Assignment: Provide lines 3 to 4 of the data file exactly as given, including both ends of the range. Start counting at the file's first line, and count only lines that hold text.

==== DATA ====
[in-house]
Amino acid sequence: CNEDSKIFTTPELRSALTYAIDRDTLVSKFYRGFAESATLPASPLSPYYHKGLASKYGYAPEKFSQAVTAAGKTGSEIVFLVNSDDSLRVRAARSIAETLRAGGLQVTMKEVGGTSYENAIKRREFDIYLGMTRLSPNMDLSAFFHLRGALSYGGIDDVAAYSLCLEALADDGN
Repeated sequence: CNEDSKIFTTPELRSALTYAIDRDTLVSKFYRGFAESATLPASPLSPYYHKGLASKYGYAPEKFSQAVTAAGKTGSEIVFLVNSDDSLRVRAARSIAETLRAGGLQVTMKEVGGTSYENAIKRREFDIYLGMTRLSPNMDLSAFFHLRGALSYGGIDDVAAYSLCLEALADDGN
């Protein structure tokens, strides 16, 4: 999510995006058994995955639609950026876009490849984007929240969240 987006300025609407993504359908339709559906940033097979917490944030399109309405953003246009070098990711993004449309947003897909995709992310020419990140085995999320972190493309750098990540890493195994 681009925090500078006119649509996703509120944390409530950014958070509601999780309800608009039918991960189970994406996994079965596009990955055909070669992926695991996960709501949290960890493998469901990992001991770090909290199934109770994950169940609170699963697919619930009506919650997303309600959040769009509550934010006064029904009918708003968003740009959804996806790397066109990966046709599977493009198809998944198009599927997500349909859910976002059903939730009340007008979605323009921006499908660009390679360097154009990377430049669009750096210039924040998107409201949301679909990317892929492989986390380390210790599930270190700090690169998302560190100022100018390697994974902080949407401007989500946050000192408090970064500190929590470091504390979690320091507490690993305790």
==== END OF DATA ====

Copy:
Repeated sequence: CNEDSKIFTTPELRSALTYAIDRDTLVSKFYRGFAESATLPASPLSPYYHKGLASKYGYAPEKFSQAVTAAGKTGSEIVFLVNSDDSLRVRAARSIAETLRAGGLQVTMKEVGGTSYENAIKRREFDIYLGMTRLSPNMDLSAFFHLRGALSYGGIDDVAAYSLCLEALADDGN
């Protein structure tokens, strides 16, 4: 999510995006058994995955639609950026876009490849984007929240969240 987006300025609407993504359908339709559906940033097979917490944030399109309405953003246009070098990711993004449309947003897909995709992310020419990140085995999320972190493309750098990540890493195994 681009925090500078006119649509996703509120944390409530950014958070509601999780309800608009039918991960189970994406996994079965596009990955055909070669992926695991996960709501949290960890493998469901990992001991770090909290199934109770994950169940609170699963697919619930009506919650997303309600959040769009509550934010006064029904009918708003968003740009959804996806790397066109990966046709599977493009198809998944198009599927997500349909859910976002059903939730009340007008979605323009921006499908660009390679360097154009990377430049669009750096210039924040998107409201949301679909990317892929492989986390380390210790599930270190700090690169998302560190100022100018390697994974902080949407401007989500946050000192408090970064500190929590470091504390979690320091507490690993305790």